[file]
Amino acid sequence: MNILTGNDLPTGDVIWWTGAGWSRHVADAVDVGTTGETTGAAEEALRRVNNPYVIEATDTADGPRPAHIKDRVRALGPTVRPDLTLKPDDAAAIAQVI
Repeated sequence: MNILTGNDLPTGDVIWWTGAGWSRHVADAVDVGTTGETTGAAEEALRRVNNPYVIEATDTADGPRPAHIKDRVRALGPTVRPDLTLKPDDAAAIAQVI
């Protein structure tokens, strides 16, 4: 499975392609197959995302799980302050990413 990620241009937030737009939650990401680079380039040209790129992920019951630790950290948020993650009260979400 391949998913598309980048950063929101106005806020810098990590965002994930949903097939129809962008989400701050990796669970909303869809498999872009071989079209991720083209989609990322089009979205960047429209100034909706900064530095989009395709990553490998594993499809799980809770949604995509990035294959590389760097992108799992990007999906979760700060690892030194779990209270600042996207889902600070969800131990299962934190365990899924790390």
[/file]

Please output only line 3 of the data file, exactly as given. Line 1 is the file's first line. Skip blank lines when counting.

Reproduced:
């Protein structure tokens, strides 16, 4: 499975392609197959995302799980302050990413 990620241009937030737009939650990401680079380039040209790129992920019951630790950290948020993650009260979400 391949998913598309980048950063929101106005806020810098990590965002994930949903097939129809962008989400701050990796669970909303869809498999872009071989079209991720083209989609990322089009979205960047429209100034909706900064530095989009395709990553490998594993499809799980809770949604995509990035294959590389760097992108799992990007999906979760700060690892030194779990209270600042996207889902600070969800131990299962934190365990899924790390």